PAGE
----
The May edition of the CEO Report, the high-level outlook on the policy issues driving the month ...

The May edition of the CEO Report, the high-level outlook on the policy issues driving the month ... and beyond.


Tough talks all around: May could see turning points for a few of President Donald Trump's biggest trade priorities.

First on the list is the U.S.-China relationship, which saw the beginning of ahigh-level dialogue to avert a potential trade war. The U.S. is still preparing tariffs and investment restrictions as punishment for China's technology transfer policies. On May 11, written comments are due to the U.S. Trade Representative's office arguing for exclusions of products from a list of $50 billion-worth of targeted imports. A public hearing will be held on May 15. The comment period on those tariffs will close on May 22, although it's unclear when the administration will impose duties.

Latest NAFTA push: Talks heat up again May 7 when U.S. Trade Representative Robert Lighthizer, Canadian Foreign Minister Chrystia Freeland and Mexican Economy Secretary Ildefonso Guajardo meet again in Washington. Lighthizer said he is aiming to conclude an agreement within two weeks to meet congressional deadlines for passage of a deal this year.

Tariff deadline redux: Trump's steel and aluminum tariffs will be back in the headlines towards month's end when a 30-day extension applied to the European Union, Canada and Mexico expires on June 1. Most notable will be the fate of the European Union, which has opposed being subject to either tariffs or quotas while other countries have accepted arrangements that would restrict their exports to the U.S. Permanent exemptions for Canada and Mexico will likely be connected to an outcome on NAFTA. - Adam Behsudi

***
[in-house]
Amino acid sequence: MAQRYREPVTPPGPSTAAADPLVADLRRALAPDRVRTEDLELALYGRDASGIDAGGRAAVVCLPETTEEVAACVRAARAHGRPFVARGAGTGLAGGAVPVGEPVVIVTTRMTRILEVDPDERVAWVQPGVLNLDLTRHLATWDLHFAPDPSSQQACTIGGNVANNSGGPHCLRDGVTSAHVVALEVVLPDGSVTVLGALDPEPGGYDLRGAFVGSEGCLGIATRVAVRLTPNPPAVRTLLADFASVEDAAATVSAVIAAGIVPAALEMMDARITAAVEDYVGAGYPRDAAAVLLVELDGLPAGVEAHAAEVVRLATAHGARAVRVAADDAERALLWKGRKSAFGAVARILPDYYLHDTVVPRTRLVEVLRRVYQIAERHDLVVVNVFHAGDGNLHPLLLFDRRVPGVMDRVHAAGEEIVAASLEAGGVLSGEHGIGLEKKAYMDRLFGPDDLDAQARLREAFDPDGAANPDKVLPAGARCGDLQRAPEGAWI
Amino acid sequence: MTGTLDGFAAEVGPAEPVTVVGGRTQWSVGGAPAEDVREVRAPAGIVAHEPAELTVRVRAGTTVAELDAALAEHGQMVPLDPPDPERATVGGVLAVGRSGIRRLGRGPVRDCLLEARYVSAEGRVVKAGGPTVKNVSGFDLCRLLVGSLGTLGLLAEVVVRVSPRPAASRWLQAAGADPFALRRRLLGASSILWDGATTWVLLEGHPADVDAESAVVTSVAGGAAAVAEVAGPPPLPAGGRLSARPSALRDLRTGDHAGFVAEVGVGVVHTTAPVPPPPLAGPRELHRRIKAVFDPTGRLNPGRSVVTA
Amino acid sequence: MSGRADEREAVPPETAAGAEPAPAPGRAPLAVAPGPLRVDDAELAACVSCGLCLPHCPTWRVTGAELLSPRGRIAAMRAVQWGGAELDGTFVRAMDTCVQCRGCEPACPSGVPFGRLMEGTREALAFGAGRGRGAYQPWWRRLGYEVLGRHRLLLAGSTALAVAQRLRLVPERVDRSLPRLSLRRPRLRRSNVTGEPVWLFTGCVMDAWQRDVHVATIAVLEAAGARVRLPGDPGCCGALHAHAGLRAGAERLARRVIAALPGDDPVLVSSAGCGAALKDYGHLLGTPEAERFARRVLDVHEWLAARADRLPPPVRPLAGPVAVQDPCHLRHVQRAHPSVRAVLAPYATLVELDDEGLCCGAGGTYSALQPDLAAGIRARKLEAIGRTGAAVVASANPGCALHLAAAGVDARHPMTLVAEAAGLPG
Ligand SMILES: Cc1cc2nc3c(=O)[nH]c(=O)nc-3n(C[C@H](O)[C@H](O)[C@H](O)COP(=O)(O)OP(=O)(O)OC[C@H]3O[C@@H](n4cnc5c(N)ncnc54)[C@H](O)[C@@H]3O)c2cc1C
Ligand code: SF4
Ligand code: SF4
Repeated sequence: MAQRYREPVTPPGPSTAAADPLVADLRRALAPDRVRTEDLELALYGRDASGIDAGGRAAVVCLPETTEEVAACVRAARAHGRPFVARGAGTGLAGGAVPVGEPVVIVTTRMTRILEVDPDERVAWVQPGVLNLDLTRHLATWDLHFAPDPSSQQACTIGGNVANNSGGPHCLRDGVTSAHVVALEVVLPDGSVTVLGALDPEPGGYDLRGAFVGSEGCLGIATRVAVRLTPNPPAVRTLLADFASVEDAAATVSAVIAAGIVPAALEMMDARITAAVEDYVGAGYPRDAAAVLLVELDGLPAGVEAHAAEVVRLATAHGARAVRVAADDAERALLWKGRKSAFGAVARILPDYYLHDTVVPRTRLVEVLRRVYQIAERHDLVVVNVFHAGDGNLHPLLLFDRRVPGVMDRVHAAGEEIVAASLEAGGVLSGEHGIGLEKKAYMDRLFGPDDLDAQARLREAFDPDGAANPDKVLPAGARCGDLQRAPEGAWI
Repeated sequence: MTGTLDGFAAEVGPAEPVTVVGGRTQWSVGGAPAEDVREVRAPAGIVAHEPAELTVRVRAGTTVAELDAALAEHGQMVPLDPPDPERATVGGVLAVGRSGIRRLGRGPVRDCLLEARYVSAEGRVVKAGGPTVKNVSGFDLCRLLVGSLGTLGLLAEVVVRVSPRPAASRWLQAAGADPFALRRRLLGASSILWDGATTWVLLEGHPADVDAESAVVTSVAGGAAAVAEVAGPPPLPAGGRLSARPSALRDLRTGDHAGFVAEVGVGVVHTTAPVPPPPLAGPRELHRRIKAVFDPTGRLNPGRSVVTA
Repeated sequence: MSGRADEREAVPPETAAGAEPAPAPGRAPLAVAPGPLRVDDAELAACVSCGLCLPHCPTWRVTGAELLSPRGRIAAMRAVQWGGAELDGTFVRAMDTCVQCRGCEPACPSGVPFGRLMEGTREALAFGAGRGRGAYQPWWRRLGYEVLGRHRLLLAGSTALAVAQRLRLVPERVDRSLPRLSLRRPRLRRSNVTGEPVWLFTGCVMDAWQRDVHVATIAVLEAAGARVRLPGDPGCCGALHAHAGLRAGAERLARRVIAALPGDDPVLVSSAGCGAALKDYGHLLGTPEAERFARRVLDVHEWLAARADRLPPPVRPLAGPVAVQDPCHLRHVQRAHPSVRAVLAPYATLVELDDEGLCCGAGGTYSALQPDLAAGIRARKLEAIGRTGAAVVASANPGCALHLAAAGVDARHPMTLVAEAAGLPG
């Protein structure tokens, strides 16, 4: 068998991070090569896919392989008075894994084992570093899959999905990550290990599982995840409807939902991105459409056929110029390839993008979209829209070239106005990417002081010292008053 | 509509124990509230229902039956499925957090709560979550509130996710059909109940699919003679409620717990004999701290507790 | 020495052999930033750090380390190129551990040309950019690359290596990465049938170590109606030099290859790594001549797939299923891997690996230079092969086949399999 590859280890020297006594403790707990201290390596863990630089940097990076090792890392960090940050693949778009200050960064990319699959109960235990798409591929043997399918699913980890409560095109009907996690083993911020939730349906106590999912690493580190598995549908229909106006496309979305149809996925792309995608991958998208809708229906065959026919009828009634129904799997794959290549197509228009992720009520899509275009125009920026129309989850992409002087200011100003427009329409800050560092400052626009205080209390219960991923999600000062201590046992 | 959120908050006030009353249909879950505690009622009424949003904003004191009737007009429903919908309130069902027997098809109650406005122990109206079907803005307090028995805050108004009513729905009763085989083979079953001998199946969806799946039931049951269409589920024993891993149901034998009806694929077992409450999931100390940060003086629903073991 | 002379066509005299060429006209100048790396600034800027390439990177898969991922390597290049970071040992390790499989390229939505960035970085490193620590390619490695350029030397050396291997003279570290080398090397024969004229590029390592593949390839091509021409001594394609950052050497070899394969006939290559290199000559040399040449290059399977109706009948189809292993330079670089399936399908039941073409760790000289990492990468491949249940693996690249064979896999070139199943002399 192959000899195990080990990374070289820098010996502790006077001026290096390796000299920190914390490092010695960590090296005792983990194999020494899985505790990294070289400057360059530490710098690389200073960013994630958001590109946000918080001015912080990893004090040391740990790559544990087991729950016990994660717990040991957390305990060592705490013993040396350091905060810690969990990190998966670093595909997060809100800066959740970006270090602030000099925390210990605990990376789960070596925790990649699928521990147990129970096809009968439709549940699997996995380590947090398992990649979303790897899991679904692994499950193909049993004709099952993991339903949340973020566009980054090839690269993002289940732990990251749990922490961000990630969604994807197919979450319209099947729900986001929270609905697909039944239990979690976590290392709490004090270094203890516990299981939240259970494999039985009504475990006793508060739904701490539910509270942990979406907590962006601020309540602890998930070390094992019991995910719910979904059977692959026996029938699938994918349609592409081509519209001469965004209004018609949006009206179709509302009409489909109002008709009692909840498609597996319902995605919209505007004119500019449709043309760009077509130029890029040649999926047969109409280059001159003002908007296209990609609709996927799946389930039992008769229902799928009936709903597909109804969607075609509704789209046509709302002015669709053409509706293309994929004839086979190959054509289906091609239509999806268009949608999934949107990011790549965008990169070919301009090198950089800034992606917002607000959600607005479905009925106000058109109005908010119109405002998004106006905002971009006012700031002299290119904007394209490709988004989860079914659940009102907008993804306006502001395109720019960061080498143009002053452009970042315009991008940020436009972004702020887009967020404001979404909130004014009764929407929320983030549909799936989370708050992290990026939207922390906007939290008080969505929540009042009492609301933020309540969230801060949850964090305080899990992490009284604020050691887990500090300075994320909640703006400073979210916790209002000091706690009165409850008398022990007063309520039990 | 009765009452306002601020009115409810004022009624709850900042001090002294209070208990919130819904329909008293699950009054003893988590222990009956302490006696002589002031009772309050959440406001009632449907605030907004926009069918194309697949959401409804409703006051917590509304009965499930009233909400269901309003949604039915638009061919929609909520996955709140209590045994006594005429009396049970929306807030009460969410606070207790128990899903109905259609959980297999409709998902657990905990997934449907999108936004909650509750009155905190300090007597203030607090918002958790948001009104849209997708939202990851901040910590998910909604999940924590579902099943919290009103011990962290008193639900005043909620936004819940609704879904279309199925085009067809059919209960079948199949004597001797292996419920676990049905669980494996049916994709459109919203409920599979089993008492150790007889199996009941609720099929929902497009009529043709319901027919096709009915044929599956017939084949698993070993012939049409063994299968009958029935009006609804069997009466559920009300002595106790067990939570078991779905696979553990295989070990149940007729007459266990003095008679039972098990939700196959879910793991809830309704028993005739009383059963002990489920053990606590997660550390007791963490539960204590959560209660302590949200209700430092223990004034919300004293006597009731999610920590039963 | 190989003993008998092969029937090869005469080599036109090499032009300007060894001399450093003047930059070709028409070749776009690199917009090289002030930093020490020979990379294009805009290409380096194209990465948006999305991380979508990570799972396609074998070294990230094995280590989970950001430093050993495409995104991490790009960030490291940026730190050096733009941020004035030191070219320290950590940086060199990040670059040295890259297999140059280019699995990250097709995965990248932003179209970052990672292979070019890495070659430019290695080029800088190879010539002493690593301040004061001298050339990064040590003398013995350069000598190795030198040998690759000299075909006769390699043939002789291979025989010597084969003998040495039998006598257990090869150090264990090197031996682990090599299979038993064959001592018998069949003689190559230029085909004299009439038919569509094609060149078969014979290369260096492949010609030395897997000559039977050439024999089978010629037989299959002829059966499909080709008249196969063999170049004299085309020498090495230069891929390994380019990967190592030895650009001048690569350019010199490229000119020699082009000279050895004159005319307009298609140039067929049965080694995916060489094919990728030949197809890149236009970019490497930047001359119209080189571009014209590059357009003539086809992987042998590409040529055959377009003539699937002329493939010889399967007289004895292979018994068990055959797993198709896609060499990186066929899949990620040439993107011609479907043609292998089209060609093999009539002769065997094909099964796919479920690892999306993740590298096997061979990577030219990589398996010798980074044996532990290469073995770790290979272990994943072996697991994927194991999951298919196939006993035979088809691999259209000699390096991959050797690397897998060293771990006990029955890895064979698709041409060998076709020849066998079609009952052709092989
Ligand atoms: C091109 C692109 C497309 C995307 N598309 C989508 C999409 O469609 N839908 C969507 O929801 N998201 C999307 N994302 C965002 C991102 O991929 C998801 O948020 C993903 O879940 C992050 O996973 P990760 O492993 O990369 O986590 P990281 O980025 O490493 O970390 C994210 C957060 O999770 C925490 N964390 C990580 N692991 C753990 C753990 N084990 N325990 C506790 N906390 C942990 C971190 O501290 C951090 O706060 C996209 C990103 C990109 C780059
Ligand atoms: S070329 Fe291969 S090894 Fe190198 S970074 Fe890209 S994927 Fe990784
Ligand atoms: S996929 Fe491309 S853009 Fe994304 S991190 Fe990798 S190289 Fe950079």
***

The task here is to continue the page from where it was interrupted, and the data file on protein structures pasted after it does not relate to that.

Rolling back the rules: The House this month is planning to pass a landmark bank deregulation bill and send it to Trump for his signature. The legislation (S. 2155), which the Senate passed in March, would scale back key rules from the 2010 Dodd-Frank law to the benefit of the nation's lenders. House Financial Services Chairman Jeb Hensarling (R-Texas) initially wanted to amend and expand the measure, but Senate Democrats, who were key to its success, warned that they would kill the legislation if it came back to them for a vote. It looks like the Democrats are going to win this one. Now, we'll see how the legislative victory plays out in an election year.

Easing a rule, opening the floodgates?: The House this week is expected to pass resolution (S.J. Res. 57 ) to block a 2013 Consumer Financial Protection Bureau measure intended to combat discrimination in auto lending. The legislation, passed by the Senate last month, would then head to Trump for his signature. It will be the first time Congress has successfully used the Congressional Review Act to block a years-old agency action outside the narrow window provided by the 1996 law.